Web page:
Some parents have voiced concern that if the situation was not stopped, fanaticism would creep in and the result to those who believed in other religions would be disastrous. Leading the onslaught on the alleged parochial worshipping imposed by school authorities, Malawian high commissioner to Zambia Emmanuel Chinkwita-Phiri told an annual Parents Teachers Association (PTA) meeting held at the school, that it was a breach of universal human rights to impose a pattern of worship which barred pupils from pursuing their faith. Reverend Phiri, who was elected to serve on the school advisory council, charged that pupils were subjected to Baha'i rituals against their will, and those who resisted were allegedly punished.
The diplomat has a Grade 12 daughter at the school. But principal of the school Michael Richmond countered that he was not aware of any restricted worship on campus. He said what was practised was inter-faith emphasising unity as paramount for justice in the world to prevail. He dispelled reports of emotional insecurity and imagined forces of terror. One camp of parents accused fellow parents of being over-sensitive over the issue because they did not see anything wrong themselves. As the debate was getting heated, one parent, Colonel Cuthbert Sakala, warned that the issue should not be glossed over as the allegations were real. A number of girls interviewed at the school claimed that they were made to embrace the Baha'i faith and engage in Baha'i activities against their will. They said some were recently punished for refusing to watch a film to do with the Baha'i faith. The girls were also admonished for not taking part in a Baha'i festival. Some teachers who declined to be named confirmed the development and suggested parents should meet the principal as the issue was too sensitive to be exhausted in one meeting.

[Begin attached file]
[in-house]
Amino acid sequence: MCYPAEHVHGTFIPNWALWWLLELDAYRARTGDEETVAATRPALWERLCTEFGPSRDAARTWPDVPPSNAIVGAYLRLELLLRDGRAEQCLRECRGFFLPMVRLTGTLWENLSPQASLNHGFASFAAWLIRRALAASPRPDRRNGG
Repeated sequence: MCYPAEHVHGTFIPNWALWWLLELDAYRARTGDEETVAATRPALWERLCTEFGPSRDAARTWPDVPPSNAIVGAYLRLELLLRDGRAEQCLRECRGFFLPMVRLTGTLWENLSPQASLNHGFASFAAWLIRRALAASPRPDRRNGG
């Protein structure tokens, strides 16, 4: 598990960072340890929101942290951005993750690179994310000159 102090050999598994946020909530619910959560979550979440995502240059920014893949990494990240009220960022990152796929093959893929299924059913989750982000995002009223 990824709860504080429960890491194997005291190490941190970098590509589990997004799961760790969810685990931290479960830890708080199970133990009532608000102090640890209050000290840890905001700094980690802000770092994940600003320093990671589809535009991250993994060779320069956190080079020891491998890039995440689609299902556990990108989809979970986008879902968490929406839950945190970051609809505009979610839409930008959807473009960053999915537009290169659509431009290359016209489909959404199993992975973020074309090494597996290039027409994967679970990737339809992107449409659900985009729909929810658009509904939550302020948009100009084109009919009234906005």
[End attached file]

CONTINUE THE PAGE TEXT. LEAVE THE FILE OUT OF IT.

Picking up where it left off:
By Bwalya Nondo
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